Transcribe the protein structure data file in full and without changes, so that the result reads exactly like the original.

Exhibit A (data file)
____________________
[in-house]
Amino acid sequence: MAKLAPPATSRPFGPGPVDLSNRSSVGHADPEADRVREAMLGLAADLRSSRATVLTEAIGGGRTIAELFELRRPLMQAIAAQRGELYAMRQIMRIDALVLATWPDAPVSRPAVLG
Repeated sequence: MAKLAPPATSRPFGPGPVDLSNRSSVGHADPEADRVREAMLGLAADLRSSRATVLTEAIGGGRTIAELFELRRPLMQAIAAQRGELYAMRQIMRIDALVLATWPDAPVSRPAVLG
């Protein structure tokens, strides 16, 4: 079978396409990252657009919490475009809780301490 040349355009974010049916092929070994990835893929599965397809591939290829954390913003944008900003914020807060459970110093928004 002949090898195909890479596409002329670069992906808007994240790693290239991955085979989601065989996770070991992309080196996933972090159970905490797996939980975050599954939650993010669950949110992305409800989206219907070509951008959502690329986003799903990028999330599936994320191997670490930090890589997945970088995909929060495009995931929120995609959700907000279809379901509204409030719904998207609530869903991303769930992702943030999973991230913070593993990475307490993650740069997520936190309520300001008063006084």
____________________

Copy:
[in-house]
Amino acid sequence: MAKLAPPATSRPFGPGPVDLSNRSSVGHADPEADRVREAMLGLAADLRSSRATVLTEAIGGGRTIAELFELRRPLMQAIAAQRGELYAMRQIMRIDALVLATWPDAPVSRPAVLG
Repeated sequence: MAKLAPPATSRPFGPGPVDLSNRSSVGHADPEADRVREAMLGLAADLRSSRATVLTEAIGGGRTIAELFELRRPLMQAIAAQRGELYAMRQIMRIDALVLATWPDAPVSRPAVLG
């Protein structure tokens, strides 16, 4: 079978396409990252657009919490475009809780301490 040349355009974010049916092929070994990835893929599965397809591939290829954390913003944008900003914020807060459970110093928004 002949090898195909890479596409002329670069992906808007994240790693290239991955085979989601065989996770070991992309080196996933972090159970905490797996939980975050599954939650993010669950949110992305409800989206219907070509951008959502690329986003799903990028999330599936994320191997670490930090890589997945970088995909929060495009995931929120995609959700907000279809379901509204409030719904998207609530869903991303769930992702943030999973991230913070593993990475307490993650740069997520936190309520300001008063006084």